Review by Dustin Putman
1½ stars out of 4
The teen comedy may not be dead, but "The New Guy" is the type of
dumbed-down exercise in stereotypes that gives the genre a bad name.
Directed without much flair by Ed Decter (making his inauspicious
film debut), the movie yearns to be a goofy, feel-good romp about
the lengths one must go to join high school jocks and geeks in perfect
harmony, but it remains off-puttingly mean-spirited.
For as long as he can remember, Dizzy Gillespie Harrison (DJ Qualls)
and best buds Nora (Zooey Deschanel), Kirk (Jerod Mixon), and Glen
(Parry Shen) have been the brunt of ridicule at school. Tired of suffering
through his senior year at Rock Creek High, Dizzy purposefully gets
himself expelled and transferred to East Highland High. Before making
his grand appearance at his new school, a stop in jail leads to a
crash course on acting cool by friendly inmate Luther (Eddie Griffin).
Once at East Highland, he discovers that the cliques run rampant just
like at his old school, but he successfully wins popularity after
beating up the class bully (Ross Patterson) and winning the heart
of cheerleader Danielle (Eliza Dushku). The art of being popular,
however, means sacrificing the respect of his tried-and-true old friends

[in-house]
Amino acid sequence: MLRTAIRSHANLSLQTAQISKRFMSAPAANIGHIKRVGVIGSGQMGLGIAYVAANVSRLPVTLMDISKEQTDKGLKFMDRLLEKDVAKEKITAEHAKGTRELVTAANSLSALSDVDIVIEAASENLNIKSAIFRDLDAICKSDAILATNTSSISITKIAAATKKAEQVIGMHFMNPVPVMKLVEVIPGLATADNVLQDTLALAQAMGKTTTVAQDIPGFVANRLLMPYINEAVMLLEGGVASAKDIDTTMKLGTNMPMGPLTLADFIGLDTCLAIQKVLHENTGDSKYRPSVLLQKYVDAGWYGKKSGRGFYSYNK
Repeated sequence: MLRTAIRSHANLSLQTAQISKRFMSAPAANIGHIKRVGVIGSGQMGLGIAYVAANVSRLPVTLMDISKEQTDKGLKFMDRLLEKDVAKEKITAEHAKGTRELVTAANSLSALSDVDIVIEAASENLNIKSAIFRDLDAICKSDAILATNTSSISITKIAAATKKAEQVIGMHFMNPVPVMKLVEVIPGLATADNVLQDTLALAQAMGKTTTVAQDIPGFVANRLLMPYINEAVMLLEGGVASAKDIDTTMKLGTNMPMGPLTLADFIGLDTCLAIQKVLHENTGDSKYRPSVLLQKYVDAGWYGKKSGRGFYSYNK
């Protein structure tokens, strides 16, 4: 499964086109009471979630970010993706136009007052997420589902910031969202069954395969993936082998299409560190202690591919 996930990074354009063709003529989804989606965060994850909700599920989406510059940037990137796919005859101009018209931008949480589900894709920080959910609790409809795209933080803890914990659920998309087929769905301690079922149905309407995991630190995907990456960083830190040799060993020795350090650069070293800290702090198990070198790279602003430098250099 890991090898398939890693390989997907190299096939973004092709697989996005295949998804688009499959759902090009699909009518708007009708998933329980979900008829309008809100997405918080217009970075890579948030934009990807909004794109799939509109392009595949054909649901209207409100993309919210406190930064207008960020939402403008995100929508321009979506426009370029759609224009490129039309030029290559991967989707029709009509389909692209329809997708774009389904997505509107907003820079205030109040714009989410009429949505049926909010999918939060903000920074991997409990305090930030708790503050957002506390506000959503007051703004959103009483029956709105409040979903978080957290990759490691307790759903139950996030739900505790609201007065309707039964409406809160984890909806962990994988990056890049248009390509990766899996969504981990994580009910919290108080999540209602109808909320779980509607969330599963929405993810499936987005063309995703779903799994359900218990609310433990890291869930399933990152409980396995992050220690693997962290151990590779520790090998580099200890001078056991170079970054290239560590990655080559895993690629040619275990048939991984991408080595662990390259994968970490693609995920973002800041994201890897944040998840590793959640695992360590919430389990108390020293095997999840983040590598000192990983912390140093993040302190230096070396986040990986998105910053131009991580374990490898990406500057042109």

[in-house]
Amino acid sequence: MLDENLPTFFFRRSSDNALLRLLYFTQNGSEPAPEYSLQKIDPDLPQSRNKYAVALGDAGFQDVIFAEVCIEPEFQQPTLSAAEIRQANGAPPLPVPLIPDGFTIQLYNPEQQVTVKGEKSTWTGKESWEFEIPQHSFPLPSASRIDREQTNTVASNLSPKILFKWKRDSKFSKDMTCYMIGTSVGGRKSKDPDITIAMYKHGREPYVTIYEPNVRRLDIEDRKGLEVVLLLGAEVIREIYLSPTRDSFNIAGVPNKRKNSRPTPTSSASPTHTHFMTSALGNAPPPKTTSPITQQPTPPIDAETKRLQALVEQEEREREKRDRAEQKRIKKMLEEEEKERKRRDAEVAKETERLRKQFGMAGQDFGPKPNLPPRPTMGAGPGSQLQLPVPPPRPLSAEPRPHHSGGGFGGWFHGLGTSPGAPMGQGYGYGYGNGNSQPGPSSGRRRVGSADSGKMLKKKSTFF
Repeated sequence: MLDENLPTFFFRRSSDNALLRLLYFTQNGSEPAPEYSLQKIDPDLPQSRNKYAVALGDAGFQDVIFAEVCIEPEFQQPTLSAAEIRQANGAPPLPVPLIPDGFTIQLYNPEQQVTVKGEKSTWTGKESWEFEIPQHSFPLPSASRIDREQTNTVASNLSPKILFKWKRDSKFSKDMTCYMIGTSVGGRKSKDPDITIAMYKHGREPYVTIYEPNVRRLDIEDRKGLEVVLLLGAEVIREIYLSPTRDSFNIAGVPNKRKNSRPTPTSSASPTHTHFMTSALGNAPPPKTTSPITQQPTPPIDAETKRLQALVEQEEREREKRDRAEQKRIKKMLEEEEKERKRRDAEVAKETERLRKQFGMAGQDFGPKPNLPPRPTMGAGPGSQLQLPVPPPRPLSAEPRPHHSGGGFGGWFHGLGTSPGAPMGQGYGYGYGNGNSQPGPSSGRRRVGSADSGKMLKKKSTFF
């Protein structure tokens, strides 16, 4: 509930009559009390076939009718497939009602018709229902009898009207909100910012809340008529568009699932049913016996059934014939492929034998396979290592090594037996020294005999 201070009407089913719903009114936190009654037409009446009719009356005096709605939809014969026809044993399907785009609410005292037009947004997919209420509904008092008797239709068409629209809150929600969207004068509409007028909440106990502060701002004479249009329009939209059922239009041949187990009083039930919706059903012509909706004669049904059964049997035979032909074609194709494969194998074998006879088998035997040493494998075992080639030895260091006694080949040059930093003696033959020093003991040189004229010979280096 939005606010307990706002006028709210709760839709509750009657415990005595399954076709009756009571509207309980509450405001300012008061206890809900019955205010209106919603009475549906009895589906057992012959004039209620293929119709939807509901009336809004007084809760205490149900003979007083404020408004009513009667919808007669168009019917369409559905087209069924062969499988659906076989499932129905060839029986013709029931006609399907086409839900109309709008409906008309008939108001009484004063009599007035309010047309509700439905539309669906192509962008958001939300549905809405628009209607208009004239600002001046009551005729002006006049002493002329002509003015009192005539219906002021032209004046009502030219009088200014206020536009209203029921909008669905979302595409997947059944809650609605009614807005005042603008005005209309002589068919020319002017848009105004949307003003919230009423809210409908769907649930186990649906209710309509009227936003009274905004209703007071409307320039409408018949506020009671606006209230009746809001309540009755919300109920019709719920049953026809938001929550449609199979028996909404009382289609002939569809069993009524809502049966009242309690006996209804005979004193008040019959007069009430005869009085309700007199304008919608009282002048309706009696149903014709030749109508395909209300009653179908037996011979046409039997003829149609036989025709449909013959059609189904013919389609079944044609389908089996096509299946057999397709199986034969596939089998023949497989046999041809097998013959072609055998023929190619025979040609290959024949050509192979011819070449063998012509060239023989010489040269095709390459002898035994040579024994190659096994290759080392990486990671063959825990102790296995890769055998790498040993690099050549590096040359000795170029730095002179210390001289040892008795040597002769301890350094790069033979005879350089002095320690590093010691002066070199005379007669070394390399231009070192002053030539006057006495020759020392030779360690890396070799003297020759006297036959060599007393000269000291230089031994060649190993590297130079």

for a group of artificial ones.
A cross between "Never Been Kissed," "10 Things I Hate About You,"
and, now that I think about it, every teen comedy released in the
last 15 years, "The New Guy" has been equipped with a shallow screenplay,
by television writer David Kendall, and some of the sloppiest editing
of the year. So messy is the storytelling that the sequential placement
of scenes occasionally make little to no sense. For example, Dizzy
makes several trips to jail, but there is no reasoning for why he
has been sent there in the first place. At another point, Dizzy catches
completely on fire, and in the next shot, his clothes aren't even singed.
DJ Qualls, so winning in 2000's "Road Trip," is one of the few reasons
"The New Guy" is actually tolerable. A charismatic, unconventional
performer who always manages to be likable, Qualls is a person worth
rooting for. Likewise, Eliza Dushku (2001's "Jay and Silent Bob Strike
Back" and 2000's "Bring It On"), as kind-hearted love interest Danielle,
has a radiant presence that is mostly wasted on run-of-the-mill cliches.
Her big moment in the spotlight is an extended montage where she models
bikinis for Dizzy as if she's on a runway in Paris.
The less said about the supporting players and pointless cameos, the
better. Some good actors are present, including Zooey Deschanel (2002's
"Big Trouble" and 2000's "Almost Famous"), as Nora, and Illeana Douglas
(2001's "Ghost World"), as a horribly inept guidance counselor, but
this film should stand as an embarrassment on their resumes.
Further cementing the desperation on the filmmakers' parts are unfunny
take-offs from scenes in "Braveheart," "Patton," and "Urban Cowboy."
As far as I can tell, the only reasons "The New Guy" was ever filmed
was to (1) show off an admittedly fun soundtrack, and (2) to soak
a few dollars out of unsuspecting teen audiences. The joke will hopefully
be on the studio, as actual teenagers are far smarter than this movie purports them to be.
Copyright © 2002 Dustin Putman